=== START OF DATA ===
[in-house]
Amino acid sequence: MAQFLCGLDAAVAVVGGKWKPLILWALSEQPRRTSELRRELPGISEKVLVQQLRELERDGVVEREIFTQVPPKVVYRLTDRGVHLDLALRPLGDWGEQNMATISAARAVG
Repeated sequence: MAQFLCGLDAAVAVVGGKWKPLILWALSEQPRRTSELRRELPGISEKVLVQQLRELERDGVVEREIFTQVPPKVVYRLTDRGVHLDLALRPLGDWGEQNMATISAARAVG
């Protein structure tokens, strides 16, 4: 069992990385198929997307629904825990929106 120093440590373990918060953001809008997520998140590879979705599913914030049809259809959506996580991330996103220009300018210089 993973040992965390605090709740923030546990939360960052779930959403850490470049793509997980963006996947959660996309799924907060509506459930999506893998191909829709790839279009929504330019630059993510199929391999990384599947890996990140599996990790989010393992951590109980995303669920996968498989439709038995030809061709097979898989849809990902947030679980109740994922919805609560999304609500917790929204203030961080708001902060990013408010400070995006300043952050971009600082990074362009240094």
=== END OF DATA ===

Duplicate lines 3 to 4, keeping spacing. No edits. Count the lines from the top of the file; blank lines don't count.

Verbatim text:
Repeated sequence: MAQFLCGLDAAVAVVGGKWKPLILWALSEQPRRTSELRRELPGISEKVLVQQLRELERDGVVEREIFTQVPPKVVYRLTDRGVHLDLALRPLGDWGEQNMATISAARAVG
């Protein structure tokens, strides 16, 4: 069992990385198929997307629904825990929106 120093440590373990918060953001809008997520998140590879979705599913914030049809259809959506996580991330996103220009300018210089 993973040992965390605090709740923030546990939360960052779930959403850490470049793509997980963006996947959660996309799924907060509506459930999506893998191909829709790839279009929504330019630059993510199929391999990384599947890996990140599996990790989010393992951590109980995303669920996968498989439709038995030809061709097979898989849809990902947030679980109740994922919805609560999304609500917790929204203030961080708001902060990013408010400070995006300043952050971009600082990074362009240094």